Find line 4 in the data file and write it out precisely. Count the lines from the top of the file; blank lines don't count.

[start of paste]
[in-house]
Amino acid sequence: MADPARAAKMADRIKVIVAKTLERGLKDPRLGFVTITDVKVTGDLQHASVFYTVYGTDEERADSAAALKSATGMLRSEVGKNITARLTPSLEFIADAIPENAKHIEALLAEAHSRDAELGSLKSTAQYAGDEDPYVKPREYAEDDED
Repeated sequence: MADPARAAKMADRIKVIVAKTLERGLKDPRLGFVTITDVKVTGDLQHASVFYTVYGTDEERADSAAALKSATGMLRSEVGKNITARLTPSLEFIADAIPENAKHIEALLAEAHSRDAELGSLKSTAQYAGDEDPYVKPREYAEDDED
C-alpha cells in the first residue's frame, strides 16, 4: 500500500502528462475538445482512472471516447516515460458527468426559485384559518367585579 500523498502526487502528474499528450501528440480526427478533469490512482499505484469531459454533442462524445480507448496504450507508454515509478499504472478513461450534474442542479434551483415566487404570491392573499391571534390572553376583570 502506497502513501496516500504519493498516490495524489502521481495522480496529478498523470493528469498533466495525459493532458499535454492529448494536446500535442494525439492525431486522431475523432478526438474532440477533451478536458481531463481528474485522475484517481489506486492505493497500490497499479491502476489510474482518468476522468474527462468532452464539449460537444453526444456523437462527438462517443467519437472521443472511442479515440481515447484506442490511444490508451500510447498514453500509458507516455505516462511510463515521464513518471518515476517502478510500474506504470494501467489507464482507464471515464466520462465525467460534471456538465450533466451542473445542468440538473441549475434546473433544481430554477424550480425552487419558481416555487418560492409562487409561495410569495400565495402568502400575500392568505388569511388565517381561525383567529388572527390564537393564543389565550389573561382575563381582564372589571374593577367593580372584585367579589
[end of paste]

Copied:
C-alpha cells in the first residue's frame, strides 16, 4: 500500500502528462475538445482512472471516447516515460458527468426559485384559518367585579 500523498502526487502528474499528450501528440480526427478533469490512482499505484469531459454533442462524445480507448496504450507508454515509478499504472478513461450534474442542479434551483415566487404570491392573499391571534390572553376583570 502506497502513501496516500504519493498516490495524489502521481495522480496529478498523470493528469498533466495525459493532458499535454492529448494536446500535442494525439492525431486522431475523432478526438474532440477533451478536458481531463481528474485522475484517481489506486492505493497500490497499479491502476489510474482518468476522468474527462468532452464539449460537444453526444456523437462527438462517443467519437472521443472511442479515440481515447484506442490511444490508451500510447498514453500509458507516455505516462511510463515521464513518471518515476517502478510500474506504470494501467489507464482507464471515464466520462465525467460534471456538465450533466451542473445542468440538473441549475434546473433544481430554477424550480425552487419558481416555487418560492409562487409561495410569495400565495402568502400575500392568505388569511388565517381561525383567529388572527390564537393564543389565550389573561382575563381582564372589571374593577367593580372584585367579589